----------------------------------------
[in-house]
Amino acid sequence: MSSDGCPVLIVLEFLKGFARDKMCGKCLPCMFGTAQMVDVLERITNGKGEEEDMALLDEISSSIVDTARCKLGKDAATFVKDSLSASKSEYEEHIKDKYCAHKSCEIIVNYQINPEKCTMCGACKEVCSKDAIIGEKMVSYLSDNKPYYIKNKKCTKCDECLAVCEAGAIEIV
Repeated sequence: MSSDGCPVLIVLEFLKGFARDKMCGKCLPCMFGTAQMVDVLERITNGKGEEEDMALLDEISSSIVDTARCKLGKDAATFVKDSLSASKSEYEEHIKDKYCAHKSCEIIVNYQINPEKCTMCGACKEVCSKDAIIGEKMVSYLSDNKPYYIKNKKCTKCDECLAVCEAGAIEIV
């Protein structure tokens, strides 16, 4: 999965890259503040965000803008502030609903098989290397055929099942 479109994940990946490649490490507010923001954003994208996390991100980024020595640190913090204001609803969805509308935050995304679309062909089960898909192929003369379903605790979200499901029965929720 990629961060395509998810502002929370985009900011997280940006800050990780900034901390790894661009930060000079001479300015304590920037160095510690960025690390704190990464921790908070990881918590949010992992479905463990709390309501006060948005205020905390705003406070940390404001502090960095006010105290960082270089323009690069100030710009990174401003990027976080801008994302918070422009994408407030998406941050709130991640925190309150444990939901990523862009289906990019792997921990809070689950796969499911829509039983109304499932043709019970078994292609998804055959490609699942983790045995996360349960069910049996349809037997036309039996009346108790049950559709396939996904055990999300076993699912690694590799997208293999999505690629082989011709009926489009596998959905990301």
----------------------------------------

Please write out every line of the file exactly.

[in-house]
Amino acid sequence: MSSDGCPVLIVLEFLKGFARDKMCGKCLPCMFGTAQMVDVLERITNGKGEEEDMALLDEISSSIVDTARCKLGKDAATFVKDSLSASKSEYEEHIKDKYCAHKSCEIIVNYQINPEKCTMCGACKEVCSKDAIIGEKMVSYLSDNKPYYIKNKKCTKCDECLAVCEAGAIEIV
Repeated sequence: MSSDGCPVLIVLEFLKGFARDKMCGKCLPCMFGTAQMVDVLERITNGKGEEEDMALLDEISSSIVDTARCKLGKDAATFVKDSLSASKSEYEEHIKDKYCAHKSCEIIVNYQINPEKCTMCGACKEVCSKDAIIGEKMVSYLSDNKPYYIKNKKCTKCDECLAVCEAGAIEIV
């Protein structure tokens, strides 16, 4: 999965890259503040965000803008502030609903098989290397055929099942 479109994940990946490649490490507010923001954003994208996390991100980024020595640190913090204001609803969805509308935050995304679309062909089960898909192929003369379903605790979200499901029965929720 990629961060395509998810502002929370985009900011997280940006800050990780900034901390790894661009930060000079001479300015304590920037160095510690960025690390704190990464921790908070990881918590949010992992479905463990709390309501006060948005205020905390705003406070940390404001502090960095006010105290960082270089323009690069100030710009990174401003990027976080801008994302918070422009994408407030998406941050709130991640925190309150444990939901990523862009289906990019792997921990809070689950796969499911829509039983109304499932043709019970078994292609998804055959490609699942983790045995996360349960069910049996349809037997036309039996009346108790049950559709396939996904055990999300076993699912690694590799997208293999999505690629082989011709009926489009596998959905990301």